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Biomimicry

Page history last edited by PBworks 13 years, 6 months ago

Biomimicry

 

Tiny solar cells-"Pentads" are solar batteries that mimic the leaf's reaction center. Molecular in size, they could one day be used to split water into clean-burning hydrogen gas and oxygen

 

 

"Biomimicry" is a term used by Janine Benyus to describe innovation inspired by nature. She says: "Biomimicry (from bios, meaning life, and mimesis, meaning to imitate) is a new science that studies nature's best ideas and then imitates these designs and processes to solve human problems. Studying a leaf to invent a better solar cell is an example....The core idea is that nature, imaginative by necessity, has already solved many of the problems we are grappling with. Animals, plants, and microbes are the consummate engineers. They have found what works, what is appropriate, and most important, what lasts here on Earth....

 

With biomimicry we humans are imitating the best and brightest organisms in our habitat. We are learning, for instance, how to harness energy like a leaf, grow food like a prairie, build ceramics like an abalone, self-medicate like a chimp, compute like a cell, and run a business like a hickory forest." - from "Biomimicry Explained: a Conversation with Janine Benyus," retrieved March 21, 2006 from http://www.biomimicry.net/faq.html

 

Janine Benyus and the Biomimicry Guild are online at: http://www.biomimicry.net. Her book, Biomimicry: Innovation Inspired by Nature, is the groundbreaking work on this topic.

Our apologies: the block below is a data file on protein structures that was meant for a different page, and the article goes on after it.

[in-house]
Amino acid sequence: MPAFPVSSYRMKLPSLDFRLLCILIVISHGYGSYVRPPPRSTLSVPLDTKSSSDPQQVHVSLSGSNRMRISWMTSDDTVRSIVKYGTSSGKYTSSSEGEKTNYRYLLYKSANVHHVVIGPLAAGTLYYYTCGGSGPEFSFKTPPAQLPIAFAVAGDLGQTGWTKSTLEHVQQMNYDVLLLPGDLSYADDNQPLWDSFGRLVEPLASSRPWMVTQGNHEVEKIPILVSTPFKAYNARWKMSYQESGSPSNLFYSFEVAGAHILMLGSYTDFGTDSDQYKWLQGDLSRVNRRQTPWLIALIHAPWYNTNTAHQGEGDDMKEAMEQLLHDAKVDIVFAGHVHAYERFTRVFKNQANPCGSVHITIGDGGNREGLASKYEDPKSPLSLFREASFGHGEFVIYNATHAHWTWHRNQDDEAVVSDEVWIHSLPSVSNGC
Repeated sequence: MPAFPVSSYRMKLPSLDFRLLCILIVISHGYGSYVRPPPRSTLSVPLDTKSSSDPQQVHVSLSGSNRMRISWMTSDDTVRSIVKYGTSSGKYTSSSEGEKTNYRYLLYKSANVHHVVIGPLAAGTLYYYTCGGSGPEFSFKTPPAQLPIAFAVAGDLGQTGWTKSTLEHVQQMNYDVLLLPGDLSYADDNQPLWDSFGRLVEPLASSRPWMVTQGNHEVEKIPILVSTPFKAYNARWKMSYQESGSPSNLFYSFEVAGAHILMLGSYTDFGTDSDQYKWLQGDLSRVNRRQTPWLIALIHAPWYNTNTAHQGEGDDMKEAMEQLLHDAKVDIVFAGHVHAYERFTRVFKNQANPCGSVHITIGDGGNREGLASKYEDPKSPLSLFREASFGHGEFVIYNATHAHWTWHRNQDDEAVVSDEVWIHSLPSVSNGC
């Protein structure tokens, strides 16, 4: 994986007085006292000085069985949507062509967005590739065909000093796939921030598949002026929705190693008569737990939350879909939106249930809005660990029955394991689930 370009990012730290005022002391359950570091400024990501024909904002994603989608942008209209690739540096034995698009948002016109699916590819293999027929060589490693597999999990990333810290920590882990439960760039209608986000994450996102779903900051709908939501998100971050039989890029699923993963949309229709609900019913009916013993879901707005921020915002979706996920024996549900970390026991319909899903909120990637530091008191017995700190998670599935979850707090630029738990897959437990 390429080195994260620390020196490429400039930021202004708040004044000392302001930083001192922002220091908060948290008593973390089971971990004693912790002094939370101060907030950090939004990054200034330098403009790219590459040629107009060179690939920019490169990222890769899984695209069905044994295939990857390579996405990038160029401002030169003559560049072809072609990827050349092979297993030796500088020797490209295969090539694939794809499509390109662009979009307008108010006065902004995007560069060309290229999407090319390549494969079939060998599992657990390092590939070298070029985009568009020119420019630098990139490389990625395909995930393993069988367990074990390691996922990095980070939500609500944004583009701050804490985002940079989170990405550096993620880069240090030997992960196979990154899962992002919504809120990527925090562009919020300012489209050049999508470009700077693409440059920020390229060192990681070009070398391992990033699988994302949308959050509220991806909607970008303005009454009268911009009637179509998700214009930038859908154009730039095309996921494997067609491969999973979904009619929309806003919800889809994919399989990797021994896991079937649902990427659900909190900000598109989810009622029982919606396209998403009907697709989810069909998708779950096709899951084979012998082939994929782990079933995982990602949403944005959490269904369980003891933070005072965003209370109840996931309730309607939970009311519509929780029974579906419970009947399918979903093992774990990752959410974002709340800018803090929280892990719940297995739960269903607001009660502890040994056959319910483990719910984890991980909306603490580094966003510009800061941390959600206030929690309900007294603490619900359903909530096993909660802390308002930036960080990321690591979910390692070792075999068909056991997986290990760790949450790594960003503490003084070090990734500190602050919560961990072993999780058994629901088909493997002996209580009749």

see also: biomimicry_methodology.pdf

 

Photozymes-chlorophyll-like molecules that act like lightning rods for sunlight, channeling light energy and then absorbing it. Photozymes are also like enzymes in that they trap molecules in a "sweet spot", using the absorbed sun energy to do chemistry. Example: when scattered in sunny water, photozymes can break down pollutants such as PCBs into harmless compounds.

 

The CBC broadcast a two-part special on biomimicry and maintains and informative and interactive website on the topic at: http://www.cbc.ca/natureofthings/features.html# (scroll down to Biomimicry)

 

Visit the Bioneers Website at http://www.bioneers.org to further explore this topic via articles, videos and audiotapes.

 

Wes Jackson of The Land Institute, Kansas, is a leader in applying biomimicry to agriculture. http://www.landinstitute.org/vnews/display.v/ART/2001/04/17/3aa80bec9

 

The University of Manitoba maintains an extensive website describing Natural Systems Agriculture: http://www.umanitoba.ca/outreach/naturalagriculture/index.html

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